Thus far, I have drawn mostly from personal experiences, but there is a whole host of studies that confirm this trend. For instance, Psychology Today published the findings of Columbia University Professor Suniya Luthar and her colleagues: Depression, anxiety and substance abuse affect students of high-achieving schools, with more intense work cultures, significantly more than their peers at lower-achieving schools. Furthermore, these negative impacts on mental health and alcohol and drug use can last far into adulthood, far after students leave such schools. Finally, this pressure seems to come from the entire culture of the schools: parents, teachers, and even the students themselves.
Other studies have found that not only does “hustle culture” have significant negative effects on mental health, but it can actually harm physical health as well. Participants who worked upwards of 50 hours a week were shown to be at an elevated risk for elevated blood pressure and other heart problems, as well as a host of cardiovascular and cerebrovascular issues.
I, for one, am exhausted from always feeling as though I must justify my value at Dartmouth by being “productive.” I am tired of losing sleep to finish papers and of stressing over exams. I do not want to keep worrying about finding the time to do enough classwork, extracurriculars and creative projects to feel as though I have made my time here worthwhile, and to do all of that well enough to prove that I belong.
Ironically, however, I do not think I will change my habits. Of course, I want to put my own well-being first, but I also feel that I cannot afford to let my performance here drop. I wish I could go back to that person I was when I was younger, who cared deeply about learning, who loved creating just for the joy it brought. But Dartmouth and other institutions, both academic and otherwise, have turned me into someone who, even recognizing the detriments of toxic productivity, cannot seem to escape it.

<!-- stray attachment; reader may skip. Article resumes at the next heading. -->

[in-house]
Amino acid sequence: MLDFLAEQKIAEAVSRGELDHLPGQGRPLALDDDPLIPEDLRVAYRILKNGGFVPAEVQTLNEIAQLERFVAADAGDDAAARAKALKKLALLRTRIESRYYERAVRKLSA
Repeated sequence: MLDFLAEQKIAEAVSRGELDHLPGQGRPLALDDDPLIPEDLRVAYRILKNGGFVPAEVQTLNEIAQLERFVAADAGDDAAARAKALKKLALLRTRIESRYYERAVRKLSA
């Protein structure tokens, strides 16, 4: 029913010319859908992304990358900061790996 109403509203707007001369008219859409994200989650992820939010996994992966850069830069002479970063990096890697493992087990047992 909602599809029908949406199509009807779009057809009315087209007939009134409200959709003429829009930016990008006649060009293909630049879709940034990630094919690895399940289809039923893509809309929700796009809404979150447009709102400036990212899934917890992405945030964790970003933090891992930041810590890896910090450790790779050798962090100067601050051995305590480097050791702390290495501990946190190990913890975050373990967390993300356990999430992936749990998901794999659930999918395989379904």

Toxic productivity is a problem. And it is one not with individuals, but with institutions. Yet, if you look up how to fix this issue, you will find a multitude of articles telling you to “set healthy boundaries” and “prioritize relaxation.” Individual changes cannot, however, fix a societal issue. What we need is a culture shift, and for institutions such as Dartmouth to lead that shift. Perhaps that will look like expanding the NRO system and altering our grading system, or inserting more mental health days into the calendar, or capping homework allotment and doing away with final exams, or more likely, some combination of these and other factors. Personally, I do not know how to fix the culture that Dartmouth has helped create; what I do know, however, is that we have a problem. What I want is for us to recognize it.
Our culture has created this harmful relationship between individuals and their work, where people will work themselves to pure mental and physical exhaustion. If this school really cares about its students, and if this society really cares about the people within it, then there must be change. I want to live in a world that recognizes that there is value outside of work, and that encourages people to learn, and to create, in healthy ways. That world will not exist, however, unless institutions choose to alter the environments they are creating, to stop viewing humans as mere vessels of productivity.